[FOM] relevant logic and paraconsistent logic

Joao Marcos botocudo at gmail.com
Sat Mar 4 07:25:57 EST 2006

Quoting Joseph Vidal-Rosset:
> (1) I feel uneasy with logical systems accepting "true contradictions"

Me too.  At any rate, it is worth calling attention again to the following fact:

Quoting Arnon Avron:
>  Only in case this relation is defined semantically using the notion
> of "model" in the standard way (T |- A iff every "model" of T is a model
> of A), then it requires models in which both P and its negation are "true".

So, paraconsistent logics "by themselves" (that is, in terms of their
underlying consequence relations) do not require anyone to accept any
formula to be "both true and false".  These logics might require, at
most, if one abides by the standard notion of model, that there should
be (preferably _non-trivial_) models that satisfy both some specific
formula A and its negation ~A.  Of course, you might still call this
conjunctive event a "true contradiction", if you wish (unless it still
makes you feel uneasy, of course).  The point is that it is not at all
_necessary_ to assign more than one truth-value to a given formula for
the semantics of a paraconsistent logic to start making sense.

Quoting Panu Raatikainen:
> In a way, this is an instance of a very old point: The simplest
> example of a paraconsistent logic is the one you get by taking
> some ordinary three-valued truth-tables (say, the Kleene tables)
> and treating "neither true nor false" as a designated value.
> If you spoke Kleene but thought that the relevant norm was
> "Just don't say anything false", then you'd sound just like
> someone who thought there were true contradictions.

This 3-valued "dual-Kleene" example is indeed a very nice one.
Probably the first time it ever appeared was in Florencio Asenjo's "A
calculus of antinomies" (NDJFL, 7:103–105, 1966).  Later on it was of
course reused in Graham Priest's "The logic of paradox" (JPL,
8(2):219–241, 1979).

If only to dispute the "utmost simplicity" of the above example, there
is another variety of paraconsistent logics that I repute to be at
least equally simple, if not even simpler, namely the ones obtained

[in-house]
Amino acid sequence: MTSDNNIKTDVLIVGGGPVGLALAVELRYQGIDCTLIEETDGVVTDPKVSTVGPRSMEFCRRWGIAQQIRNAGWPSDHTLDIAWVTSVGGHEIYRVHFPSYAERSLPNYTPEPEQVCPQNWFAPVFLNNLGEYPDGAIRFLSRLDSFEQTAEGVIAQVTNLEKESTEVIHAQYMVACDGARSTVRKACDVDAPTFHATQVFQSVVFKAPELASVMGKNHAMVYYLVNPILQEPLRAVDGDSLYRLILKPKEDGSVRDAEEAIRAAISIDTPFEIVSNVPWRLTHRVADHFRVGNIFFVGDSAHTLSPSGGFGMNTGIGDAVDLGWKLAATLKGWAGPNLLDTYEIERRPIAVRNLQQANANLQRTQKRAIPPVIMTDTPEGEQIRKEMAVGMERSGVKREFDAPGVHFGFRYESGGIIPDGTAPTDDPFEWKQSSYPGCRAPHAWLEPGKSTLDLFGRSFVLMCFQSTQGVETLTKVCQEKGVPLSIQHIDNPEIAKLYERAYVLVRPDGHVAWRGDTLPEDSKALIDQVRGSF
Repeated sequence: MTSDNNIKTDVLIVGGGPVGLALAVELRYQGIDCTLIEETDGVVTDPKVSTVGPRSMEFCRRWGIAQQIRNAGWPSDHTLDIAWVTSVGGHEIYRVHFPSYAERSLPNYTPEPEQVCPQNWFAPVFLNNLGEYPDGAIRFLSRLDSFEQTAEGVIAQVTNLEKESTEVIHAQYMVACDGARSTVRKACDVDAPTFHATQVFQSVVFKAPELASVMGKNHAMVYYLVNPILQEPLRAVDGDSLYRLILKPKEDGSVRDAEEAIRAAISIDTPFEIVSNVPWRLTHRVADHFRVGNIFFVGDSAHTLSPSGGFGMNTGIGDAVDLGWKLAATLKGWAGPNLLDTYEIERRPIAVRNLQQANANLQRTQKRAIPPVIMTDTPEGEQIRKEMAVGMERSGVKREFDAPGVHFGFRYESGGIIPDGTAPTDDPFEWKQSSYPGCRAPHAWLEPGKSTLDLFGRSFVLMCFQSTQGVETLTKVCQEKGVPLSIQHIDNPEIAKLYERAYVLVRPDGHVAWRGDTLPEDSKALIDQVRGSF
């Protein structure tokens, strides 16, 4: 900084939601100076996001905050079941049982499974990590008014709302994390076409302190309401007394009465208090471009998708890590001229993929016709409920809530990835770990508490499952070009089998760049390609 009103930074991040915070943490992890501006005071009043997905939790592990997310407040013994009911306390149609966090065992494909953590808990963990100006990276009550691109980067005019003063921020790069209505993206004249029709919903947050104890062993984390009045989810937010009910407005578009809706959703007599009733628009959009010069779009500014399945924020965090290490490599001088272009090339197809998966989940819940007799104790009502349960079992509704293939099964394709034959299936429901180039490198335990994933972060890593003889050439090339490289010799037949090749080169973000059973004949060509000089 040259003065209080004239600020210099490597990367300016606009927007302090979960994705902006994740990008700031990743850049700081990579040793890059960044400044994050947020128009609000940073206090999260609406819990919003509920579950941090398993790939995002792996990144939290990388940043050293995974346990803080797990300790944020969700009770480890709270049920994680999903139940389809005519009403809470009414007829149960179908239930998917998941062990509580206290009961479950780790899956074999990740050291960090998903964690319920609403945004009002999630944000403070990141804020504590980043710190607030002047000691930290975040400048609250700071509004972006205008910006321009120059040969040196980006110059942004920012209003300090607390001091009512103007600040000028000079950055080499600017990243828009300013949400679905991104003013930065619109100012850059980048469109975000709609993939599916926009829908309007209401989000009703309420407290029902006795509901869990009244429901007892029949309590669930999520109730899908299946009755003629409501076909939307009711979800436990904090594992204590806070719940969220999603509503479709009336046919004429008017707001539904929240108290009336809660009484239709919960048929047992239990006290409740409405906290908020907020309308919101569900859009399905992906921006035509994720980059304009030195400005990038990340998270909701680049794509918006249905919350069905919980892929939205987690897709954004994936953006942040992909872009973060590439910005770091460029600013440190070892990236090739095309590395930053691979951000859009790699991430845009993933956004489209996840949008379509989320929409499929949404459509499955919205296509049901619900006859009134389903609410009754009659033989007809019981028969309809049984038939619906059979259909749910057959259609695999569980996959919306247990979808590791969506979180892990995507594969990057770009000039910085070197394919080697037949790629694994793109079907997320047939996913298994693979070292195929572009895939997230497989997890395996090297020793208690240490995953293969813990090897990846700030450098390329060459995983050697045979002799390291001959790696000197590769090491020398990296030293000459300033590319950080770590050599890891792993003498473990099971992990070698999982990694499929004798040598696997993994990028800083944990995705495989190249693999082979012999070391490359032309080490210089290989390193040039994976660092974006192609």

from any normal Kripke structure in which negation is interpreted as

M, w |= ~A iff there is some v such that wRv and M, v |/= A

The basic intuition is clearly DUAL to the one that sustains the
interpretation of negation (as "necessarily-not") in intuitionistic
logic.  Some standard references to the study of (paraconsistent)
negation as "possibly-not" can be found in my paper "Nearly every
normal modal logic is paranormal" (Logique et Analyse
48(189–192):279–300, 2005).

Quoting Panu Raatikainen:
> Quoting Edwin Mares:
> > A paraconsistent logic is any logic that rejects as valid the rule
> > scheme: A, ~A => B.
> So, minimal logic (which is a weakening of intuitionistic logic) is a
> paraconsistent logic.

Indeed, *this is so*.  In my paper "A taxonomy of C-systems" (in
Paraconsistency: The logical way to the inconsistent, vol.228 of
Lecture Notes in Pure and
Applied Mathematics, pages 1–94, Marcel Dekker, 2002) I called a logic
L _partially explosive_ if there is some schema \sigma(q) such that

(1)  => \sigma(B) is not a valid rule,
(2) A, ~A => \sigma(B) is valid.

Obviously, the above mentioned _explosion rule_ rejected by
paraconsistent logics is but a very particular case of partial
explosion.  Now, a logic L may be called _boldly paraconsistent_ in
case it is not partially explosive.  As far as I know, the first paper
to call attention to bold paraconsistency might have been Igor Urbas's
"Paraconsistency" (Studies in Soviet Thought, 39:343–354, 1990).

A nice survey of partially explosive paraconsistent logics can be
found in Sergei Odintsov's "On the structure of paraconsistent
extensions of Johansson's logic" (Journal of Applied Logic, 3(1):
43–65, 2005).  The immense majority of paraconsistent logics from the
literature, however, are *boldly paraconsistent*.  On that issue, be
sure to check also my chapter "Logics of Formal Inconsistency",
forthcoming at v.14 of the 2nd edition of the Handbook of
Philosophical Logic.

Joao Marcos

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